On bended knee, Denise (not her real name) begged Jerick (pseudo name) to stay. But he was firm and said he was leaving her for good.
Desperate to keep him, she knelt down and hugged his legs tightly, determined not to let go. With tears streaming down her face, she desperately begged, “Please stay. I can’t live without you! I’ve given you everything! My body is yours.” She sobbed as she opened the buttons of her shirt. “If my begging wouldn’t work, then probably he would stay if I successfully seduce him” she thought. But Jerick uttered words that would shatter her heart. Taking her hands off his legs harshly as if she was a pest, he yelled, “I don’t love you anymore! I had enough of you! I’m sick and tired of your body! Let me go!” And off he went never to return again.
Denise was left on the floor crying. She was broken - confused, feeling unworthy, unwanted, unloved. She wondered what went wrong. All those years in their relationship she did nothing but love him. Whenever he wanted her, she would be so willing to give him her all – body and soul. She thought that because it was her body that lured him to her, then it was her body that would keep him. But she was wrong. Jerick wanted to taste another dish.
As I was listening to her story, my world was shattered too. I held her face and told her, “You are worthy of real, authentic love no matter what happened in your past.” I was deeply hurt though I wasn’t there when Jerick dumped Denise as if she was useless trash. So much resonated in me. In her eyes I saw a child longing for appreciation and love; I saw me.
When I was a kid, I heard the words, “You are worth nothing” from the mouth of someone who is supposed to uplift me – my mom.
The wound created by that statement was wide and deep. Growing up I struggled with self-worth. For so long I wondered if I would ever be good enough to deserve love. And so I became a perfectionist. I thought I should not make the slightest mistake so I could be accepted. I did well in school and up to this day I remembered a particular moment which tore me to pieces. When I graduated in elementary on top of my class, I was so proud. I hanged my academic medals on our wall only for my mom to throw them away, telling me I was creating a mess. I was wrong in thinking my medals would buy her love.
Our mother-daughter relationship was a difficult ride. We would always clash. I became rebellious in a way that I would answer her back every time she scolded me. She labelled me as the black sheep. In my young mind I believed I was bad and incapable of doing something right. I was often compared to my older sister. My mom would say, “Why can’t you be like her?” In fairness to my older sister, she was really just silent when mom would scold her. She wouldn’t say a word. Tears would just stream from her eyes. Don’t get me wrong. I love my sister. I adore her. She is the tamest person I know. But I couldn’t be like her. When I was young, I envied her. She was often praised for being silent and polite. I wanted to be like her. To me, it felt like I had to be her so mom would also appreciate me. But I couldn’t shut my mouth whenever my mom would start to pinpoint my failings. There was something inside me screaming to be heard, to be wanted, to be loved.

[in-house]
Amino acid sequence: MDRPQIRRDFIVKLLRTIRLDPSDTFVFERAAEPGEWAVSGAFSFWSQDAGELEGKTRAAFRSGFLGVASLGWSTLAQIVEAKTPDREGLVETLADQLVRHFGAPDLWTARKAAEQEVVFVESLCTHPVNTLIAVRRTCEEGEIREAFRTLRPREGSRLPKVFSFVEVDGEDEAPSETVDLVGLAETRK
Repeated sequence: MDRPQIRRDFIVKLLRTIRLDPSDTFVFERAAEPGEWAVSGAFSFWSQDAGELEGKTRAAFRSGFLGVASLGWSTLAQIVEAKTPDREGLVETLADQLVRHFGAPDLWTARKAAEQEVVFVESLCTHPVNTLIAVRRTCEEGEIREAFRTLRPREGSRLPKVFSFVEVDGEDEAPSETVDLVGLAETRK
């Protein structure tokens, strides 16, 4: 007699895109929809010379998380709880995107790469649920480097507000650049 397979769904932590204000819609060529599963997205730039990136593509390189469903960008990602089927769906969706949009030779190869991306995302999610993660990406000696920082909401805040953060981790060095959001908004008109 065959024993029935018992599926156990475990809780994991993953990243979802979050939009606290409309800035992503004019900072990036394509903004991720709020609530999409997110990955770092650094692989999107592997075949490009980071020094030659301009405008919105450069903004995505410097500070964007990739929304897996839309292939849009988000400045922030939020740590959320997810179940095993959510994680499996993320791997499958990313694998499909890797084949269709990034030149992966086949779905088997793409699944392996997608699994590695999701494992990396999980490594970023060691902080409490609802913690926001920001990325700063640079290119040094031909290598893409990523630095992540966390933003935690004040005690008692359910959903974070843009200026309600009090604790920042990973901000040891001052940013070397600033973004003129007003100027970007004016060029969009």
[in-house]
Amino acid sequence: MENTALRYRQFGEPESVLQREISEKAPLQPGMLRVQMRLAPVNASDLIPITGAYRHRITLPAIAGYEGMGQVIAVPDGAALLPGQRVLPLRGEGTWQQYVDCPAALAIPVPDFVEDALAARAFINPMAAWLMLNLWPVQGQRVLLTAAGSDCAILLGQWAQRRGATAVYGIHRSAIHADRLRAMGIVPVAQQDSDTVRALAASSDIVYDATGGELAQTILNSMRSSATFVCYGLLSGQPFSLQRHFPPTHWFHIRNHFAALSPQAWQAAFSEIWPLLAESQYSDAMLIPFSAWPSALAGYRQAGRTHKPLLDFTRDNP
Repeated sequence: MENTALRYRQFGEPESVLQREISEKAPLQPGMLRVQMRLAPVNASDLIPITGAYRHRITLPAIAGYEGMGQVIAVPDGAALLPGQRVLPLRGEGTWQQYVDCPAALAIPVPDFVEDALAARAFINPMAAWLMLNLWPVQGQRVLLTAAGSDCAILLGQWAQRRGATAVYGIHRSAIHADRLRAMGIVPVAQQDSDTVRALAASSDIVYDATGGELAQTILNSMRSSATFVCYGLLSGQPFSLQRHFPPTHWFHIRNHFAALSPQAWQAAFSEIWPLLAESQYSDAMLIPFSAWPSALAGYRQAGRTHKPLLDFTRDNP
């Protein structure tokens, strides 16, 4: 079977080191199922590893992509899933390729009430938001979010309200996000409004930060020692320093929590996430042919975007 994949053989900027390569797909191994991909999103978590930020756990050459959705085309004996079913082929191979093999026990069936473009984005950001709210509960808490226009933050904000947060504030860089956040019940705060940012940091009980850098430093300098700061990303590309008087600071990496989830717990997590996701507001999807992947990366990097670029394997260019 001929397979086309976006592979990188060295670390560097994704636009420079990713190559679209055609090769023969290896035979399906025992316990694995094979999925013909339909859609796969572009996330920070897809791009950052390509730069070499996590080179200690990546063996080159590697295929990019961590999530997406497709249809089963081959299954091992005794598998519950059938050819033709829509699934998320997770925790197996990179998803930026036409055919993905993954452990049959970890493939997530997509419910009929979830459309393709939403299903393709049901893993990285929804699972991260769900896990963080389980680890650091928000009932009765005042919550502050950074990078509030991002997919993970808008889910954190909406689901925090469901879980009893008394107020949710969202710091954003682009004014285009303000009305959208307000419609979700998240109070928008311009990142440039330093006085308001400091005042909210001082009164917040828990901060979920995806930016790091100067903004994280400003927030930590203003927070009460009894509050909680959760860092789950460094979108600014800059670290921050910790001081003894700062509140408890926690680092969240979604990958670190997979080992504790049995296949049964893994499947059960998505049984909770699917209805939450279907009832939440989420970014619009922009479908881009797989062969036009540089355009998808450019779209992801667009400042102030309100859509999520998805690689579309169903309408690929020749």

There was a very dramatic fight I had with my mom. I was born and raised in Bohol. Right after college, I went to Manila to seek work. In one of my visits to my hometown, my mom had a breakdown. She told me she never felt that I loved her. I was furious and answered back, “If sacrificing for our family isn’t love, then how would you call it? If going to Manila on my own, dealing with loneliness away from home just to provide for our needs and help send my younger sister to college isn’t love, then what is love for you?” I was slapped for asking those questions. But it wasn’t her slap that hurt me the most. It was being told that I never loved her. I flew back to Manila without reconciling with her. I was hurting and I believe she was too.
The most remarkable turning point in our relationship happened on my wedding day. My mom is a very talented singer though she isn’t famous, nor a recording artist. She only sings at home or during videoke parties around the neighbourhood or sometimes in a small variety show in our village. She is often praised for her beautiful voice and though she didn’t know it, I’m her number 1 fan. Days before the wedding I requested for her to render a song at our wedding reception. To my delight, she said yes but on the wedding day itself, when the host called her name, she refused to sing. I asked why and I was stunned when she said, “I might not be able to finish the song, nor start. My heart is in so much pain.”